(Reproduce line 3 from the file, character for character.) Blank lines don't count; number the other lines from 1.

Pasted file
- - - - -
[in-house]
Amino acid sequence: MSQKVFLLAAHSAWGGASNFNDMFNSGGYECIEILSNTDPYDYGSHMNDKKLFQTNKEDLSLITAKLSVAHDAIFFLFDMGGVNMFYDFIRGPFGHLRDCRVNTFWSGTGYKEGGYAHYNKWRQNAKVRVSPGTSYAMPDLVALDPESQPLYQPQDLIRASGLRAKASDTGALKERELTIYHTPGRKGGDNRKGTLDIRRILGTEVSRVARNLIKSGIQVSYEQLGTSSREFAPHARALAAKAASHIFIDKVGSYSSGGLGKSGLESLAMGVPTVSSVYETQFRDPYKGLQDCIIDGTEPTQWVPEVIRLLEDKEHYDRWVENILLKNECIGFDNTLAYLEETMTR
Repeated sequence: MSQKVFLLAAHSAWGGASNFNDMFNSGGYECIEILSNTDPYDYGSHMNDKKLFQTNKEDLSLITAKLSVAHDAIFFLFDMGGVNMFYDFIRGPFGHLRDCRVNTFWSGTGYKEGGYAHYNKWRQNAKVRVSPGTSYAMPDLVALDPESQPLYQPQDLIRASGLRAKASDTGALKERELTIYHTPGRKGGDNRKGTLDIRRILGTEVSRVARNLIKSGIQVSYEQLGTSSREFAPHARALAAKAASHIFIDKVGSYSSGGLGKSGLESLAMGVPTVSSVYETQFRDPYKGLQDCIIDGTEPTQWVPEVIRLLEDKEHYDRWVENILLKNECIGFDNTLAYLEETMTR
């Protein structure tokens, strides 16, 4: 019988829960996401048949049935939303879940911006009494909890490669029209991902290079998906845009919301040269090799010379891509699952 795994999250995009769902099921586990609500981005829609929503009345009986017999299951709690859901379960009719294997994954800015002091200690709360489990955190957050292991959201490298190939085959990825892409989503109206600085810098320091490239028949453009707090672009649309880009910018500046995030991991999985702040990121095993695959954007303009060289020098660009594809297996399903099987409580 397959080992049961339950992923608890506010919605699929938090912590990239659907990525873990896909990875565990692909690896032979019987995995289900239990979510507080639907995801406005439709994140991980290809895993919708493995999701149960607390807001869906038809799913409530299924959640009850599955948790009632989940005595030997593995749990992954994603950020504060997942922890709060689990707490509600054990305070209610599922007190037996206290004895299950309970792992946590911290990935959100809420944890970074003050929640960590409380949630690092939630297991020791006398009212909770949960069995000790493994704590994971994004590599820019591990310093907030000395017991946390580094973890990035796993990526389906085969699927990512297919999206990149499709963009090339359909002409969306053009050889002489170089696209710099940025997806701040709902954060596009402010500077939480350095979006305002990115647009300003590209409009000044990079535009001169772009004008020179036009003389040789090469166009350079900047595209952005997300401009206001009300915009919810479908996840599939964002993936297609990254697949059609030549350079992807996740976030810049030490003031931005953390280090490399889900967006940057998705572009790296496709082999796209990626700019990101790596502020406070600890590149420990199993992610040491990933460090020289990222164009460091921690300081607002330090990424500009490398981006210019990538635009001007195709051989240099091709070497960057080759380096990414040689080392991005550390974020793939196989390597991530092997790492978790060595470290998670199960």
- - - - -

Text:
Repeated sequence: MSQKVFLLAAHSAWGGASNFNDMFNSGGYECIEILSNTDPYDYGSHMNDKKLFQTNKEDLSLITAKLSVAHDAIFFLFDMGGVNMFYDFIRGPFGHLRDCRVNTFWSGTGYKEGGYAHYNKWRQNAKVRVSPGTSYAMPDLVALDPESQPLYQPQDLIRASGLRAKASDTGALKERELTIYHTPGRKGGDNRKGTLDIRRILGTEVSRVARNLIKSGIQVSYEQLGTSSREFAPHARALAAKAASHIFIDKVGSYSSGGLGKSGLESLAMGVPTVSSVYETQFRDPYKGLQDCIIDGTEPTQWVPEVIRLLEDKEHYDRWVENILLKNECIGFDNTLAYLEETMTR